Online Services – Tesco operates online and due to the internet being a massive part of economy today this is a massive strength. Tesco also offers other services such as ‘Tesco direct’ which is a catalogue shop where products can be ordered online and either collected in store or can be delivered. Worldwide Company – Tesco is known all over the world which increases acknowledgement of the store. Customers tend to trust shops with they are familiar with. Opportunities Tesco food platters – Tesco’s could offer a service of creating food platters to be delivered. This would be very successful within businesses who order buffets regularly.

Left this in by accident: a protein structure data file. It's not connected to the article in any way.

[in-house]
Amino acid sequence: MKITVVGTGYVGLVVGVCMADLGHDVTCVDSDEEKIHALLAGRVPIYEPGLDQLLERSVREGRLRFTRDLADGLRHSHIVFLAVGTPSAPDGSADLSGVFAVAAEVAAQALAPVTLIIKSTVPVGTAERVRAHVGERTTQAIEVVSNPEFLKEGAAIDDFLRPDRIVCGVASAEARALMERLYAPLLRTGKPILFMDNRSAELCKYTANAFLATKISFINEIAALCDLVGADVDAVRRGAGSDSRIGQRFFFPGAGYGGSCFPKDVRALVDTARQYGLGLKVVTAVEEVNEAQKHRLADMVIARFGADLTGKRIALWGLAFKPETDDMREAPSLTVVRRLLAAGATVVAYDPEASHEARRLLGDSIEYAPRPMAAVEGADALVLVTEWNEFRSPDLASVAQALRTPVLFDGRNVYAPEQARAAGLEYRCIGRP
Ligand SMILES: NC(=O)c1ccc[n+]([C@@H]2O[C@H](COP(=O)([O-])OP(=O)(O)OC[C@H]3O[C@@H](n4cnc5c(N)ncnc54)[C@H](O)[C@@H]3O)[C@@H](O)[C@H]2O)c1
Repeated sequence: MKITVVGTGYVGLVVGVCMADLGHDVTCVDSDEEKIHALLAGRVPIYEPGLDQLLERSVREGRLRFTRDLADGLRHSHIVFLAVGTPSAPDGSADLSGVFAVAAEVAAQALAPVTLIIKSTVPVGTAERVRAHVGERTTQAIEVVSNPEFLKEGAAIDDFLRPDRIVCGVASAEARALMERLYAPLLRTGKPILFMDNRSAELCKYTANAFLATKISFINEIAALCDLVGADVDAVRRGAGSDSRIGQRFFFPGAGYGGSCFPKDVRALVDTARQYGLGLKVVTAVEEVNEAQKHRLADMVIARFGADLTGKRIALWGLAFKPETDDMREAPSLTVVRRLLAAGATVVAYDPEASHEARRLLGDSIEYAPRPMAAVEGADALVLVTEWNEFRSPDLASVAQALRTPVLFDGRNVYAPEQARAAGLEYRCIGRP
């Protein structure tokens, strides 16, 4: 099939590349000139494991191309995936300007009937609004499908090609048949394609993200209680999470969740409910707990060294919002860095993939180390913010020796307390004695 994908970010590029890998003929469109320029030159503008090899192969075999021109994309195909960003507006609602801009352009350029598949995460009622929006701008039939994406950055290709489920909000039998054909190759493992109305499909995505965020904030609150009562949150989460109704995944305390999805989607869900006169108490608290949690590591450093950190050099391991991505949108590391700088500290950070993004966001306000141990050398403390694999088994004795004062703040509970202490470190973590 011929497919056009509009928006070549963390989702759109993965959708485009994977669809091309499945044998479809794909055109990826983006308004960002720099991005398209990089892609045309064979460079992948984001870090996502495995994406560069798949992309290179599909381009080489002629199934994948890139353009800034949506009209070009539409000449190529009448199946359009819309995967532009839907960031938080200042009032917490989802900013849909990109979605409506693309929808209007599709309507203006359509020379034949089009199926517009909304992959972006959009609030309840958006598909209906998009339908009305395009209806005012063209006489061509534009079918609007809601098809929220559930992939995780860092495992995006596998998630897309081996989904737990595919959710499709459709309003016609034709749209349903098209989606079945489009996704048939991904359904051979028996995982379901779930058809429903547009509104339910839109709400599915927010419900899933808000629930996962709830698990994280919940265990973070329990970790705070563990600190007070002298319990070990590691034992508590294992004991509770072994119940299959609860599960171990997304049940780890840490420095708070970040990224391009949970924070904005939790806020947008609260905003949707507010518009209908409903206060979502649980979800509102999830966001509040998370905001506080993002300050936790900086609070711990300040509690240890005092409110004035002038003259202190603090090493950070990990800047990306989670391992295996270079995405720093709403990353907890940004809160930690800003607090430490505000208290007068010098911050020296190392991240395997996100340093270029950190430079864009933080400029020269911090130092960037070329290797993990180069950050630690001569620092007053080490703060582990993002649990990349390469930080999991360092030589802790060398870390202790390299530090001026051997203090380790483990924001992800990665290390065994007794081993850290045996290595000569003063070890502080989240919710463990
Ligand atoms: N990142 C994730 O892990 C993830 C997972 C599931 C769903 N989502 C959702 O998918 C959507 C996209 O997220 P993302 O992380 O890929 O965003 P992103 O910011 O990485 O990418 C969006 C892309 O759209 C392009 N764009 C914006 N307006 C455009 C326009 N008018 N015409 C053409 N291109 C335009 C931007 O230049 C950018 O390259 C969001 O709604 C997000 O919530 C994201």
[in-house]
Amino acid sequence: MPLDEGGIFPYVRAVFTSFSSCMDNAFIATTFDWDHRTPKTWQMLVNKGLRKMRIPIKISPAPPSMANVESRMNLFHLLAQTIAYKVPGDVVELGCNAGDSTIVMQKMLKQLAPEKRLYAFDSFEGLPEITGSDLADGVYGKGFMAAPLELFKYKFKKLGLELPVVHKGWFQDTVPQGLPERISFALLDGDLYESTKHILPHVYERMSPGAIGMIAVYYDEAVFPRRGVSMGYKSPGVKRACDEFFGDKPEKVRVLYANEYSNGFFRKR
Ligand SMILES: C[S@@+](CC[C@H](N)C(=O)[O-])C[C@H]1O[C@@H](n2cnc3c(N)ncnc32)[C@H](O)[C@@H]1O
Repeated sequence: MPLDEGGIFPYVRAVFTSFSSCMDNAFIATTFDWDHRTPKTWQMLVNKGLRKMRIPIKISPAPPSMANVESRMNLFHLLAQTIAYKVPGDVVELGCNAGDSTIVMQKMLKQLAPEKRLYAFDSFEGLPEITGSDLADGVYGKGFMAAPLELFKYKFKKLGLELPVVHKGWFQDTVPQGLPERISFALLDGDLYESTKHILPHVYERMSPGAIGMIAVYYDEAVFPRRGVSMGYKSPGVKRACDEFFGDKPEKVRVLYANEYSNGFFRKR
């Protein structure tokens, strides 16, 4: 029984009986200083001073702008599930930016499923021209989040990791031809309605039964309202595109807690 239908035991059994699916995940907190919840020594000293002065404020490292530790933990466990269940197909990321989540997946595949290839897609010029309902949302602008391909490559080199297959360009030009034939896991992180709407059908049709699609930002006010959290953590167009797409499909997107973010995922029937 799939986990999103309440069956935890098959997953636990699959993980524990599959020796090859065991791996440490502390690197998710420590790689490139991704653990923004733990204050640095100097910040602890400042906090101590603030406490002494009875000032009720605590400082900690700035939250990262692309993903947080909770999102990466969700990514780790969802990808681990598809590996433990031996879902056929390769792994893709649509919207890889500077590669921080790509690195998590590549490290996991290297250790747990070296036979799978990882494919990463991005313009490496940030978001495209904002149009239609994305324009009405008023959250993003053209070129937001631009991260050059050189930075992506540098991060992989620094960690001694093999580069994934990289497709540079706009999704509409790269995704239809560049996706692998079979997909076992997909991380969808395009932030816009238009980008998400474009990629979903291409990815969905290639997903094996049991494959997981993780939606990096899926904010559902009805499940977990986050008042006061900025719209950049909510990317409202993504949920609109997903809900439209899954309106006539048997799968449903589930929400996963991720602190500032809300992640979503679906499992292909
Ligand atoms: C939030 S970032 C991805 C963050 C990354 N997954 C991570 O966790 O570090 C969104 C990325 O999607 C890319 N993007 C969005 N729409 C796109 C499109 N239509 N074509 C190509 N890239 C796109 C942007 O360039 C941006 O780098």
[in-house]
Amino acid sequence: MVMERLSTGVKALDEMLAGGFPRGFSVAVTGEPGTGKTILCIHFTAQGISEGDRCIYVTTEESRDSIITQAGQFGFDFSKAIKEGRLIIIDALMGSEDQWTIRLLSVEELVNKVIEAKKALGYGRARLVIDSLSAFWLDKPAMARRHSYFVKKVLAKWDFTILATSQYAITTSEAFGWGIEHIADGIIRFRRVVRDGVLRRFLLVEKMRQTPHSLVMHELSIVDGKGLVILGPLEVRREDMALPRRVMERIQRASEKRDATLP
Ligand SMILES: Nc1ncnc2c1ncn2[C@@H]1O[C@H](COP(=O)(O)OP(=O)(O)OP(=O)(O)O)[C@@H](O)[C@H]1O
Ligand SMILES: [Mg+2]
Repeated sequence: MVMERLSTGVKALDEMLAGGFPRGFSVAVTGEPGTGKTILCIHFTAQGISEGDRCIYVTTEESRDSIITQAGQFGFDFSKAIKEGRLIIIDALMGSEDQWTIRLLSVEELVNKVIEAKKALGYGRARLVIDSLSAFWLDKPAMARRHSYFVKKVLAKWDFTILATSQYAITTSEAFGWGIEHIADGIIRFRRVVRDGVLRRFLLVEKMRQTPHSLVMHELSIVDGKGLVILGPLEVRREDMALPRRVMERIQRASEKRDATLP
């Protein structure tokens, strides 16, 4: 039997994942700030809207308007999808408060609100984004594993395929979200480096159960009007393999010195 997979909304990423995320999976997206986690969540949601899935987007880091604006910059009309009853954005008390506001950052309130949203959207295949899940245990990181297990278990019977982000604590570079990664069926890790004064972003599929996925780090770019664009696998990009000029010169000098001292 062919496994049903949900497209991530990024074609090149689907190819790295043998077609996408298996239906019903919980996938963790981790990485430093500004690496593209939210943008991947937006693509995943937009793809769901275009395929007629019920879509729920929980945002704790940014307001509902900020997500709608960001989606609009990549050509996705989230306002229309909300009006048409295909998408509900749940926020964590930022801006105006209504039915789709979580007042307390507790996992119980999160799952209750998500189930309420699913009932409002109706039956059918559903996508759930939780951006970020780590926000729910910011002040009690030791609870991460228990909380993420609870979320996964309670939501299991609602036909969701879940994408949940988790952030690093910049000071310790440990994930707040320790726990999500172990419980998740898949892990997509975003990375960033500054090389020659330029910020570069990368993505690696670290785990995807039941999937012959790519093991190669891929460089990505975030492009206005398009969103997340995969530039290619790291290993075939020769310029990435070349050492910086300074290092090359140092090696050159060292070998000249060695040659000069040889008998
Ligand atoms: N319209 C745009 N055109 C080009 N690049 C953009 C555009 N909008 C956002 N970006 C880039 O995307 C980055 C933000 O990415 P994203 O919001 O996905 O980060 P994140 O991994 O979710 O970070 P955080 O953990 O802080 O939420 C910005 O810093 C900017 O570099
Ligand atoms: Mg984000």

This could include creating different ranges of buffet which vary in price and then delivering. Sainsbury’s offer a similar service called ‘Instore party platter service’ although their buffets are to be collected in store whereas if Tesco deliver the buffets then this is an advantage above the competition. Weaknesses Capacity of Staff – Within the UK stores there are 293,676 members of staff working in Tesco Stores (figure correct as of 10/1/12 according to Tesco Plc. com). Due to the mass amount of staff employed by Tesco as an organisation the personal relationships which can be found in a small organisation aren’t likely to be present.